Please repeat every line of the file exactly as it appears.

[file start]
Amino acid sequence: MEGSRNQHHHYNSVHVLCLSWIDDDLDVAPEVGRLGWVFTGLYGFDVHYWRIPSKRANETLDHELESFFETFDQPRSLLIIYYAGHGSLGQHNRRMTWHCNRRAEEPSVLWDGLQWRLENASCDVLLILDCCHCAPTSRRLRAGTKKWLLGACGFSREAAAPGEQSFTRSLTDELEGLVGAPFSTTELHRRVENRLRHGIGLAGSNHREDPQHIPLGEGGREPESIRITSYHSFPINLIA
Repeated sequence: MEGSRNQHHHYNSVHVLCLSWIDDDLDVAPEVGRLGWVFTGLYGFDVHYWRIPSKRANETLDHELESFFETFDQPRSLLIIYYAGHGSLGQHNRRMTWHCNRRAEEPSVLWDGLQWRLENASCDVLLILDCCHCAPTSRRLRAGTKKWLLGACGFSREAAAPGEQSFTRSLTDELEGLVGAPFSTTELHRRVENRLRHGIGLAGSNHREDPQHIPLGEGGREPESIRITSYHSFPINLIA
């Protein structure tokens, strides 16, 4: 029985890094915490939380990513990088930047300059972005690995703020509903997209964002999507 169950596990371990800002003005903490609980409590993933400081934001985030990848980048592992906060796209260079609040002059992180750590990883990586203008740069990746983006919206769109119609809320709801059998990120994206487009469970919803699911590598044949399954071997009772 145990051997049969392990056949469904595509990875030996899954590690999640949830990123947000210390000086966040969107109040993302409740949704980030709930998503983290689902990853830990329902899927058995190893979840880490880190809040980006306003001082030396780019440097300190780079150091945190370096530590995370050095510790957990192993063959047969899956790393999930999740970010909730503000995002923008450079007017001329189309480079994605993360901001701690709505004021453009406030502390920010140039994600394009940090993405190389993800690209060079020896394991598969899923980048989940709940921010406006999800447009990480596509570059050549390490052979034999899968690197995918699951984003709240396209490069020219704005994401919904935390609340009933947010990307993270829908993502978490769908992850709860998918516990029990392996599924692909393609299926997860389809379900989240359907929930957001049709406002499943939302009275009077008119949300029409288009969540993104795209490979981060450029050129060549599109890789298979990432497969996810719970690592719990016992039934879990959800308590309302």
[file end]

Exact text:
Amino acid sequence: MEGSRNQHHHYNSVHVLCLSWIDDDLDVAPEVGRLGWVFTGLYGFDVHYWRIPSKRANETLDHELESFFETFDQPRSLLIIYYAGHGSLGQHNRRMTWHCNRRAEEPSVLWDGLQWRLENASCDVLLILDCCHCAPTSRRLRAGTKKWLLGACGFSREAAAPGEQSFTRSLTDELEGLVGAPFSTTELHRRVENRLRHGIGLAGSNHREDPQHIPLGEGGREPESIRITSYHSFPINLIA
Repeated sequence: MEGSRNQHHHYNSVHVLCLSWIDDDLDVAPEVGRLGWVFTGLYGFDVHYWRIPSKRANETLDHELESFFETFDQPRSLLIIYYAGHGSLGQHNRRMTWHCNRRAEEPSVLWDGLQWRLENASCDVLLILDCCHCAPTSRRLRAGTKKWLLGACGFSREAAAPGEQSFTRSLTDELEGLVGAPFSTTELHRRVENRLRHGIGLAGSNHREDPQHIPLGEGGREPESIRITSYHSFPINLIA
């Protein structure tokens, strides 16, 4: 029985890094915490939380990513990088930047300059972005690995703020509903997209964002999507 169950596990371990800002003005903490609980409590993933400081934001985030990848980048592992906060796209260079609040002059992180750590990883990586203008740069990746983006919206769109119609809320709801059998990120994206487009469970919803699911590598044949399954071997009772 145990051997049969392990056949469904595509990875030996899954590690999640949830990123947000210390000086966040969107109040993302409740949704980030709930998503983290689902990853830990329902899927058995190893979840880490880190809040980006306003001082030396780019440097300190780079150091945190370096530590995370050095510790957990192993063959047969899956790393999930999740970010909730503000995002923008450079007017001329189309480079994605993360901001701690709505004021453009406030502390920010140039994600394009940090993405190389993800690209060079020896394991598969899923980048989940709940921010406006999800447009990480596509570059050549390490052979034999899968690197995918699951984003709240396209490069020219704005994401919904935390609340009933947010990307993270829908993502978490769908992850709860998918516990029990392996599924692909393609299926997860389809379900989240359907929930957001049709406002499943939302009275009077008119949300029409288009969540993104795209490979981060450029050129060549599109890789298979990432497969996810719970690592719990016992039934879990959800308590309302």